A sequence of hurdling images by Rodrigo Moraes.
Men's hurdles (standard sprint race) is over 110 meters and women's 100 meters. The standard long race is 400 meters for both men and women. All these races are run over ten fences.
Standard hurdles usually have 5 height settings, the first 5 listed below, while some rare ones have a sixth:
High is used for men's sprint races (60 m, 100 m and 110 m).
High school high is used by masters men under age 50, high school and youth boys.
Intermediate is used for men's long races (400 m) plus some youth and masters age divisions.
The women's high is used for women's short races.
The low is used for women's long races plus many youth and masters races.
The 27 inch setting is used for some youth or masters events. This setting are uncommon.
Hurdles are designed to fall over if hit by the runner. Fallen fences do not carry any time penalty, but they have a significant pull-over weight which slows down the run.
In men's sprint races the first fence is 13.72 m (45 ft) from the start and the there is 9.14 m (30 ft) between them. In women's sprints the first fence is 13 m (42 ft 8 in) from the start and they are 8.5 m (27 ft 11 in) apart. In long events for both men and women the first fence is 45 m (147 ft 8 in) from the start and they are 35 m (114 ft 10 in) apart. Races shorter than the standard distance (such as indoor races) are run over fewer fences but use the same distances from the starting line.
There are variations on both hurdle height and spacing for different age groups.
Many runners rely on raw speed, but correct technique and well-planned step counts up to and between fences can allow an efficient hurdler to out-perform faster opponents. An efficient athlete spends the minimum amount of time and energy going vertically over the fence.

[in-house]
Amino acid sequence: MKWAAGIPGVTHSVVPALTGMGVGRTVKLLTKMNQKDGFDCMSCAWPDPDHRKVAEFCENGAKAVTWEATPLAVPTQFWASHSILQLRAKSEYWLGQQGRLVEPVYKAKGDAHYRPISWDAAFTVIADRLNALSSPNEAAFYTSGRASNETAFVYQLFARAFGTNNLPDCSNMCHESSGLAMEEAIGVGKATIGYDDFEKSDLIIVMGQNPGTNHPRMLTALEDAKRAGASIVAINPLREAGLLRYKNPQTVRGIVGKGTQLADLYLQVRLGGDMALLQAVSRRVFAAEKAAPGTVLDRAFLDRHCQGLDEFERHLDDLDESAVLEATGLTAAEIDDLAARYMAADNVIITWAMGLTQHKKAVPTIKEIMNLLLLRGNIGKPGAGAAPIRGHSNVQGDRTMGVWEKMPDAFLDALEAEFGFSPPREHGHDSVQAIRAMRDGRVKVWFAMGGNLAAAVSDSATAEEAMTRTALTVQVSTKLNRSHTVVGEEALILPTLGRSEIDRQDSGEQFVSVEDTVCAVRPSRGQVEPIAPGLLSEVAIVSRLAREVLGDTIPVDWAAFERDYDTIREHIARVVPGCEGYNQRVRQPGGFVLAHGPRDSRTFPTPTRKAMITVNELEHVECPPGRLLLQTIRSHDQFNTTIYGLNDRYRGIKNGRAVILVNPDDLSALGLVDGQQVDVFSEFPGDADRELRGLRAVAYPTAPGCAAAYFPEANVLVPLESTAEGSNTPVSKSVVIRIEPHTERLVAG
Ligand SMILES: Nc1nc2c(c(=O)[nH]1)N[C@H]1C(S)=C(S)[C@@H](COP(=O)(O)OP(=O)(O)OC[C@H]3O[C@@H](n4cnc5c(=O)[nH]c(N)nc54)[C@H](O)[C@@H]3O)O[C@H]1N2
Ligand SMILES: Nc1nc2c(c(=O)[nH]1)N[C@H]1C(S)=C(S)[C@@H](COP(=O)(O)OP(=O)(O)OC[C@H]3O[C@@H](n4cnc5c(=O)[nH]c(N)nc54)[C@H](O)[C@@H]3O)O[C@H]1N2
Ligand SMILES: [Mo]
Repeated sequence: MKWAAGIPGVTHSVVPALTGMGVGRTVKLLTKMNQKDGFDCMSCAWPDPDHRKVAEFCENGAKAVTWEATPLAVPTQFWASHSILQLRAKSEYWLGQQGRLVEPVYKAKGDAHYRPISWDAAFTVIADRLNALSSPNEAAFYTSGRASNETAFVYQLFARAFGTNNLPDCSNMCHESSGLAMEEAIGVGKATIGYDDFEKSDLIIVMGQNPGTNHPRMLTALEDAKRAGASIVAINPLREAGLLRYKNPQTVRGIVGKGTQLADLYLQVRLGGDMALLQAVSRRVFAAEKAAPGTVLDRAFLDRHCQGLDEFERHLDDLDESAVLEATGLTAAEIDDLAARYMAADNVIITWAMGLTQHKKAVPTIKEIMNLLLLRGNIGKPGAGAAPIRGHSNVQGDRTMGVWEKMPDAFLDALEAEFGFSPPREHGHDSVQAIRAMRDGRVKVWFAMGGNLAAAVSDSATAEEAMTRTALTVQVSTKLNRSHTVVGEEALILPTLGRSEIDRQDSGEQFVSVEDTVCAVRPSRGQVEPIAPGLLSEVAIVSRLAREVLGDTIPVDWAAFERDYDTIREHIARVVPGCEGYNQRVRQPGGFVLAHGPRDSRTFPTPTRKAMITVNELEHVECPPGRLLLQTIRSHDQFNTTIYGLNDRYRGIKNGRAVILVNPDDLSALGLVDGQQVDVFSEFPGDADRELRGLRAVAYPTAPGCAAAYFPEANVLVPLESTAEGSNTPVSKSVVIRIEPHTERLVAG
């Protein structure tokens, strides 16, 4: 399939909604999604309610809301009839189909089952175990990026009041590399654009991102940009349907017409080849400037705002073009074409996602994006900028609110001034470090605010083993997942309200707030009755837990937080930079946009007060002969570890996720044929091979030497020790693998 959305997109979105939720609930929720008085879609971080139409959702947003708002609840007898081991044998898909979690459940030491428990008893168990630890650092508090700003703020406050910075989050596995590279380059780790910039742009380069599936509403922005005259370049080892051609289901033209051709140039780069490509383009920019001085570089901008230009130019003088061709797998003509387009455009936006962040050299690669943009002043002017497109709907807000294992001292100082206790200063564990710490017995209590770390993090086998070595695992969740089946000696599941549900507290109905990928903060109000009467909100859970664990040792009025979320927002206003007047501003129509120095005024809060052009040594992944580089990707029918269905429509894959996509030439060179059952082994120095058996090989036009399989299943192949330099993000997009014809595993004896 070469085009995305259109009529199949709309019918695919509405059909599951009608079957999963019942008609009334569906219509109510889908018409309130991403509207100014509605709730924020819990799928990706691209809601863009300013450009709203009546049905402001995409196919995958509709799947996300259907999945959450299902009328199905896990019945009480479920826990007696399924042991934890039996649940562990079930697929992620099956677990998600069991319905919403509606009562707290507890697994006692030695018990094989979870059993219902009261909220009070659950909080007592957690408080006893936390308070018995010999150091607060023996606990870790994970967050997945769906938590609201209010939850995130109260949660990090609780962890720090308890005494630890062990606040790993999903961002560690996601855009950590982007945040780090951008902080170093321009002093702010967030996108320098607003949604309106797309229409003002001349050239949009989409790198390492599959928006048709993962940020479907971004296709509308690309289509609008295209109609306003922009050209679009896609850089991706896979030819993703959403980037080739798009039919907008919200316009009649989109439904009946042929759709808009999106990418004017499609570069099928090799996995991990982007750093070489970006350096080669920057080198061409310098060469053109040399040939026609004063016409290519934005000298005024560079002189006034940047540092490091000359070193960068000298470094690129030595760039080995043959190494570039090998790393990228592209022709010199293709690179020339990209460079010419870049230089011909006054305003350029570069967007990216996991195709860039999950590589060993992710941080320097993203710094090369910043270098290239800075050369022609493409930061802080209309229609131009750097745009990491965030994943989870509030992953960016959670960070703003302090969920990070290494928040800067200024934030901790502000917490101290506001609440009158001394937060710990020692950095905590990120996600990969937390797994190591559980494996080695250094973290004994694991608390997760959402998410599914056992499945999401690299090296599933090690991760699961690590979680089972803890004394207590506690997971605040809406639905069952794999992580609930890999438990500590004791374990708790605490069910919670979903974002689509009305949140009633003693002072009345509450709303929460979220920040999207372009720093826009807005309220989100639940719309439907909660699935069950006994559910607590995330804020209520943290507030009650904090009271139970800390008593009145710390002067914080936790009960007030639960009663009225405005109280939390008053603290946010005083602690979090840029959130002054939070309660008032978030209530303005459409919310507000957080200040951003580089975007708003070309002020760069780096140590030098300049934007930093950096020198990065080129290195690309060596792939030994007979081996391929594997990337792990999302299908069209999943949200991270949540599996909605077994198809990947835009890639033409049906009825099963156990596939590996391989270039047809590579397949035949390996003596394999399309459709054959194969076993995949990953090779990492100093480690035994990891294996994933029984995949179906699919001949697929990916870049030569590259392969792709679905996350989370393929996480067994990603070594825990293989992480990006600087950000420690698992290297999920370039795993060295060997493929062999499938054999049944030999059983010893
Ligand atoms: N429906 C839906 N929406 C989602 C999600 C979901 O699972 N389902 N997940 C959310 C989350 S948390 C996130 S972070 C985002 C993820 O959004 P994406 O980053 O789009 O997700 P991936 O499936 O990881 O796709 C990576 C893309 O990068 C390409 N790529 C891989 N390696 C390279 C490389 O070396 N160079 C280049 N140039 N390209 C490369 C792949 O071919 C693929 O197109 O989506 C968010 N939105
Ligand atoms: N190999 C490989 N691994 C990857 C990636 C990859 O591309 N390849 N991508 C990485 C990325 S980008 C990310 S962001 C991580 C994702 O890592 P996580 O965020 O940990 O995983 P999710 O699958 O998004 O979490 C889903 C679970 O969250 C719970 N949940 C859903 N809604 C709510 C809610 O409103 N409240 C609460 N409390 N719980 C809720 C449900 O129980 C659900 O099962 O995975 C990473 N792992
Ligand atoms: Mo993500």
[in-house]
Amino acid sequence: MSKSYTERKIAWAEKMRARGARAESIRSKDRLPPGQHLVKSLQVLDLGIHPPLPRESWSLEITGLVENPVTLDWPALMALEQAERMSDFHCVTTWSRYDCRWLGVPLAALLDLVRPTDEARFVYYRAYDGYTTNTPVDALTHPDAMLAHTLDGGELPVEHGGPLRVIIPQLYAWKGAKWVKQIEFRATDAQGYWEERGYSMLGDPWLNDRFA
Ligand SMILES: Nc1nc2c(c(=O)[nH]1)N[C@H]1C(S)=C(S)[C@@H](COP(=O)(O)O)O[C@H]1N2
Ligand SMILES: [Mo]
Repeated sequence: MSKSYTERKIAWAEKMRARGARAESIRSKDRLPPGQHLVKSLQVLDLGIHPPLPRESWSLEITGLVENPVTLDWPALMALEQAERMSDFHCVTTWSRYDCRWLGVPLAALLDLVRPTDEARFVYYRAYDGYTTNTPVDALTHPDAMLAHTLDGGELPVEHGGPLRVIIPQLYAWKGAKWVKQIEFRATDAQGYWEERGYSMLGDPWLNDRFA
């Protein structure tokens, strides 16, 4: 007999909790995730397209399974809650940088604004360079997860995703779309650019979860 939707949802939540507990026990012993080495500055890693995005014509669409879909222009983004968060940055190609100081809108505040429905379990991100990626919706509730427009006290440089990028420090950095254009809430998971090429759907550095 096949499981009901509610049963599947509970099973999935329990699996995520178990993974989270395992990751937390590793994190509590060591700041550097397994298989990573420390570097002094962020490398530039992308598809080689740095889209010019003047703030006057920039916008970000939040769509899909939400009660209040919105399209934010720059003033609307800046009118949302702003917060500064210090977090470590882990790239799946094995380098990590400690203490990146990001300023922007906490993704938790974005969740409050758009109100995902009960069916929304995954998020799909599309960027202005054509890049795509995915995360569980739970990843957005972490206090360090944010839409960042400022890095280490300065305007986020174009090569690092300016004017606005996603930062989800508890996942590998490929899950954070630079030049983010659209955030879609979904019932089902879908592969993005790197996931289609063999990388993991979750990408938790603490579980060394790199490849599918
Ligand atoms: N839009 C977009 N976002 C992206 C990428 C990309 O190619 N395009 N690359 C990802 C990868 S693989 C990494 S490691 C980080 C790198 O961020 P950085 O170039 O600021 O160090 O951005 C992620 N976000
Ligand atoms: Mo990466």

The sprints are a very rhythmic race. Both men and women take 3 steps between each fence.
Top male athletes take 7 to 8 strides from the starting blocks to the first fence, with the 7 step variation becoming the norm.
When preparing to race, the blocks should be set so that the athlete arrives at the first fence leading on the desired leg without inserting a stutter step. A stutter step is when the runner has to chop his or her stride down to arrive on the preferred leg for take off. Throughout the 400m race, any adjustments to stride length should be made several strides out from the fence because a stutter or being too far from the fence at take off will result in loss of momentum and speed.
Going over the hurdle
At the beginning of the take-off, the knee must drive toward the fence and the foot then extended. The knee should be slightly bent when going over. Unless the athlete has great flexibility, the knee must stay a little bent to allow a forward body lean. In long events a significant forward body learn is not as necessary due to the lower height of the fences. However, the trailing leg must be kept bent and short to provide a quick lever action allowing a fast fence clearance. The knee should pull through under the armpit and should not be flat across the top of the fence.
It is also important that the athlete does not reach out on the last stride before the fence as this will result in a longer bound being made to clear the fence. This will also result in a loss of momentum if the foot lands well in front of the centre of gravity.
For long events using a left lead leg on the bends allows the athlete to run closer to the inside of the lane and cover a shorter distance. Additionally, if the left leg is used for the lead, then the athlete's upper body can be leaned to the left, making it easier to bring the trailing leg through. Additionally, an athlete jumping with a right leg lead around the bends must take care that they do not inadvertently trail their foot or toe around the fence rather than passing over the top, which would lead to a disqualification from the race. At an early age, many coaches train their athletes to hurdle with both legs. This is a useful skill to learn since as a runner tires, their stride length may decrease, resulting in the need either to add a stutter stride, or to take a hurdle on the right leg. The 400 metre hurdles is a very physically demanding race. It requires intense training to get the endurance, speed and technique needed to compete.
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